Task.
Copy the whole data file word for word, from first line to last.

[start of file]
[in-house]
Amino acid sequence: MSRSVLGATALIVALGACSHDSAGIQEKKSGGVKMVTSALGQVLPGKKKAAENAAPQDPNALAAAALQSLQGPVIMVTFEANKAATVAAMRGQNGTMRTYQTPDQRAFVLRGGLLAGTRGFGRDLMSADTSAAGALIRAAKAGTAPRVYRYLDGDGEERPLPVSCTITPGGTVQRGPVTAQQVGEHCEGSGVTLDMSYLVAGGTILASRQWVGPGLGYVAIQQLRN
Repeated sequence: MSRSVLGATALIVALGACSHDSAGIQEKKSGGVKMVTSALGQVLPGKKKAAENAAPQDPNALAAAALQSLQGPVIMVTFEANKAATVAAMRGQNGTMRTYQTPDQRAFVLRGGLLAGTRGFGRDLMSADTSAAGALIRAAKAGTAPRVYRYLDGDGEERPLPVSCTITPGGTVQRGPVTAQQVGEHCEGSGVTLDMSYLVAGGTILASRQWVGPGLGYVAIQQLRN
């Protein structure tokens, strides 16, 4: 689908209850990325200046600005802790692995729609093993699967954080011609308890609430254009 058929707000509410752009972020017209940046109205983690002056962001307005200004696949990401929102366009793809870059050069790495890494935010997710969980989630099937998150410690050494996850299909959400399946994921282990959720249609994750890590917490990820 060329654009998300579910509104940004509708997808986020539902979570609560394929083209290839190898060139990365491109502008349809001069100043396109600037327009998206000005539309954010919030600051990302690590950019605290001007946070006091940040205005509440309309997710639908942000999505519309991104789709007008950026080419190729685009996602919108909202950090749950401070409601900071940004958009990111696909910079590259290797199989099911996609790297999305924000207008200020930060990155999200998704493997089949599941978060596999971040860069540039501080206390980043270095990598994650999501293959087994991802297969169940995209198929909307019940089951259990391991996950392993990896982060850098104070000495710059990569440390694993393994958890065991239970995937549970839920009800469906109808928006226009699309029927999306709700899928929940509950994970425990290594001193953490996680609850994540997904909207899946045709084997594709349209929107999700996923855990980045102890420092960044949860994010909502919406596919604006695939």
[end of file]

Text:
[in-house]
Amino acid sequence: MSRSVLGATALIVALGACSHDSAGIQEKKSGGVKMVTSALGQVLPGKKKAAENAAPQDPNALAAAALQSLQGPVIMVTFEANKAATVAAMRGQNGTMRTYQTPDQRAFVLRGGLLAGTRGFGRDLMSADTSAAGALIRAAKAGTAPRVYRYLDGDGEERPLPVSCTITPGGTVQRGPVTAQQVGEHCEGSGVTLDMSYLVAGGTILASRQWVGPGLGYVAIQQLRN
Repeated sequence: MSRSVLGATALIVALGACSHDSAGIQEKKSGGVKMVTSALGQVLPGKKKAAENAAPQDPNALAAAALQSLQGPVIMVTFEANKAATVAAMRGQNGTMRTYQTPDQRAFVLRGGLLAGTRGFGRDLMSADTSAAGALIRAAKAGTAPRVYRYLDGDGEERPLPVSCTITPGGTVQRGPVTAQQVGEHCEGSGVTLDMSYLVAGGTILASRQWVGPGLGYVAIQQLRN
């Protein structure tokens, strides 16, 4: 689908209850990325200046600005802790692995729609093993699967954080011609308890609430254009 058929707000509410752009972020017209940046109205983690002056962001307005200004696949990401929102366009793809870059050069790495890494935010997710969980989630099937998150410690050494996850299909959400399946994921282990959720249609994750890590917490990820 060329654009998300579910509104940004509708997808986020539902979570609560394929083209290839190898060139990365491109502008349809001069100043396109600037327009998206000005539309954010919030600051990302690590950019605290001007946070006091940040205005509440309309997710639908942000999505519309991104789709007008950026080419190729685009996602919108909202950090749950401070409601900071940004958009990111696909910079590259290797199989099911996609790297999305924000207008200020930060990155999200998704493997089949599941978060596999971040860069540039501080206390980043270095990598994650999501293959087994991802297969169940995209198929909307019940089951259990391991996950392993990896982060850098104070000495710059990569440390694993393994958890065991239970995937549970839920009800469906109808928006226009699309029927999306709700899928929940509950994970425990290594001193953490996680609850994540997904909207899946045709084997594709349209929107999700996923855990980045102890420092960044949860994010909502919406596919604006695939």